My friend, Carmen, recently texted me to tell me she is suffering through a sinus infection. “My eyes are watering so bad I can hardly see,” she told me, ” and my eye sockets hurt, and the pain is radiating through my head and down the back of my neck. It hurts worse when I stand, walk, sit, or lean forward, as I’m doing now while typing this text. So, I’m gonna stop.”
Carmen’s not a complainer, so if she says she’s hurting you can believe it. My sympathies go out to her and I know how she must be feeling. I’ve been diagnosed as having sinusitis several times in my life, and it was never a fun time leading up to the doctor visit to get examined and ultimately get the drug to cure it. In fact, the last sinus infection I had was so painful that it felt as if someone had violently embedded a dull, electrically charged meat cleaver in my lower forehead, just above and between my eyes. Any sudden movement resulted in an electrical discharge from that cleaver that pulsates into my skull and rendered me incapable of anything more physically engaging than lying in bed in a dark room and moaning. It was not a pretty sight.
I did, however, manage to scuffle, zombie-like, to my Mac, and check out my symptoms on WebMD to verify ( as if I really needed verification ) that I was indeed suffering from sinusitis and not something far more serious, like an aneurism or a sudden onset of a brain tumor. Few things are worse than being in pain and being stressed out about the cause of said pain.
WebMD, along with a healthy dose of antibiotics, was just what the doctor ordered. Sinusitis, I found out, can be quite serious if left unchecked.
I recall looking through some medical books I found in the public library when I was a kid, and the photos of some of the diseases shown were enough to make me want to swear to eternal celibacy and adopt the life of a hermit in the wilds of Alaska, far away from people and disease. Being mauled by a polar bear was preferable to the slow, painful, oozing death some sicknesses cause, at least to my young mind. Even now, if you visit some websites that offer medical information what you sometimes find is far more confusing, and scary, than it actually is, and you come away thinking you have only days to live.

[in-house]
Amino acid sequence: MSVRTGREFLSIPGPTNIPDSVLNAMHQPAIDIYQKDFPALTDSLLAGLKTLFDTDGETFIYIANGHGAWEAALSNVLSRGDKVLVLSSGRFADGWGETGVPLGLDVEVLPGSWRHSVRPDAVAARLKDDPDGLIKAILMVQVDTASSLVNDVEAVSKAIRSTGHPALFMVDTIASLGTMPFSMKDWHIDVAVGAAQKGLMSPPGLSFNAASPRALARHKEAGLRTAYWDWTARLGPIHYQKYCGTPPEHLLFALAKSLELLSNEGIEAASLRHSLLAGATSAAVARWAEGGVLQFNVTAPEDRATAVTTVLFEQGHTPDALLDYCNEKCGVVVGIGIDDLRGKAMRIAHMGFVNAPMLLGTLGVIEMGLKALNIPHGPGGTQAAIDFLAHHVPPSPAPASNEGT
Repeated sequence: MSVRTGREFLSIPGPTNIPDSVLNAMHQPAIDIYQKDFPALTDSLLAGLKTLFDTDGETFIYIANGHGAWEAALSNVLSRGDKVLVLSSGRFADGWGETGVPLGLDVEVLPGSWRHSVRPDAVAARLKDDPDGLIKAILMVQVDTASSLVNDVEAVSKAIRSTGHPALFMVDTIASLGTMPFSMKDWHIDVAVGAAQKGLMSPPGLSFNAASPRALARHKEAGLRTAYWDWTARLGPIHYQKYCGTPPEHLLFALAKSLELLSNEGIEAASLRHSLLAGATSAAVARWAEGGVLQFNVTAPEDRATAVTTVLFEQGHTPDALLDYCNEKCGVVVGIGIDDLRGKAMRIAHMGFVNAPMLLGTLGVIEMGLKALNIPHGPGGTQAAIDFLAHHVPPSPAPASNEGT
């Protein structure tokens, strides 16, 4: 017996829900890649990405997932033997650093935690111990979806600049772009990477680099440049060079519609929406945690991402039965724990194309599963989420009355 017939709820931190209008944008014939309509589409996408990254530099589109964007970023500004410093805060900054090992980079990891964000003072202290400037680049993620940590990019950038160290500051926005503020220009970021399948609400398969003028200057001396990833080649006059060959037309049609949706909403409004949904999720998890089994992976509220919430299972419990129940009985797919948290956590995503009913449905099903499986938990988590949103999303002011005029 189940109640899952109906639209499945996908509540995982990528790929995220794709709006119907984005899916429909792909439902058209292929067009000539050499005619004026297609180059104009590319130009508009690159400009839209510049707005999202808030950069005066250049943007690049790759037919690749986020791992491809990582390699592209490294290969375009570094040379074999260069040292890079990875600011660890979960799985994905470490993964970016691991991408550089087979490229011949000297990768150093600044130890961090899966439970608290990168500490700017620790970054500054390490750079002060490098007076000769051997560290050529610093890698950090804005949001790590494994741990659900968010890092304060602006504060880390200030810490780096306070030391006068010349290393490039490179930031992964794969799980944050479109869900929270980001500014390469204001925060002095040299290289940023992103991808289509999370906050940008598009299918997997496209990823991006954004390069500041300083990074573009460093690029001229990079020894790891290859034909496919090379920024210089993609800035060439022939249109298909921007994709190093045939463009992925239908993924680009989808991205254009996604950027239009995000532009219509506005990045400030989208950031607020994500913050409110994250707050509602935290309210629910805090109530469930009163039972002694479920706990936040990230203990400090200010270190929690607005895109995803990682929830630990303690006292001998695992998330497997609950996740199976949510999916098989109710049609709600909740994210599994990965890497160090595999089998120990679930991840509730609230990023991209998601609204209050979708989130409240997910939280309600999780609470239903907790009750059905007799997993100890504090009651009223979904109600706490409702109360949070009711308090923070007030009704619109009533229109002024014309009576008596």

WebMD is different. The site gives you the information you need quickly and unembellished with pictures of open sores or nasty rashes. You get accurate descriptions of symptoms, possible causes, and possible treatments in clear, easy to understand, and easy to digest terms.
There’s a free app for all mobile iDevices that’s a cinch to use. Enter your symptoms and WebMD guides you to possible answers. Just knowing that the pain in my head would probably not be the end of me helped me to relax and concentrate on getting better.
The WebMD apps does require Internet access to work, and that’s its only problem, but given that we are usually connected, the problem is small. If you don’t already have a medical symptom checker then do yourself a favor and get WebMD.
Speaking of relaxing, it’s often hard to do so, especially with so much going on in our daily lives. Most everyone have problems chilling from time to time, and could use a bit of help. Some find they can relax after a hard workout, others through music, or entertainment. Still, others relax through chemical means.
No matter how you may try to relax sometimes it just doesn’t work and you’re lying in bed staring at shadows on the wall.
What you need is an alternative way to chill, a means to mentally disassociate yourself from the trials and tribulations of your everyday existence. What you need is iRelax Melodies.
Even if you’re as calm as a Buddhist monk you’ll want to check out this app. It’s an ambient noise generator with a wide selection of soothing background noises to pick from, which is cool and all, but this app lets to layer on the sounds so that you can create your own slice of noisy, relaxing heaven.
Let’s say you find that the sound of a light rain falling is calming, touch the “Rain” icon and hear the drip and splatter of raindrops in the distance and you remember a similar sound from a relaxing afternoon in your past. You may also recall that there were birds tweeting in the background. Tap the “Birds” icon and hear them frolic in the rain. Maybe there was a neighbor’s wind chimes tinkling in a light breeze. Touch the “Winds Chimes (sic)” icon to complete your mental image, and before you know it you’re adding your snore to the symphony.
This layering theme carries over to the music icons as well. Begin with the piano, then add the flute, and you have a moody soundtrack for a lazy evening. The instruments are timed perfectly to accompany each other. Adjust the volume for each layer when you first add them.
Deciding which layer of sound to use is too stressful? Shake your iPad and iRelax randomly picks several sounds for you. You never know, being underwater in a rainstorm maybe just thing to get you snoozing.
You can set a timer for how long you want your melodic ambience to play, and there’s even an alarm so that you don’t oversleep.
If you’re an audio and visual type and you have a yen for traditional Japanese art and music then you’ll want to take a look and listen to WaterGalleryII.
This is a simple app that displays a series of Japanese artwork while a koto is played. The artwork is beautiful, and the music is relaxing. Add to this the rippling effects of viewing the artwork through water and, well, you have WaterGalleryII.
Touching the screen produces more ripples and lets you adjust the speed at which the artwork scrolls by. There are no other adjustments to worry about, you just sit back and enjoy.
The app plays for about 2 minutes then it shuts down. I’m not sure if it’s supposed to do that because it ends abruptly. While it plays, it’s very soothing. Give WaterGalleryII a try.
That’s a wrap for this week. More free stuff below with direct links.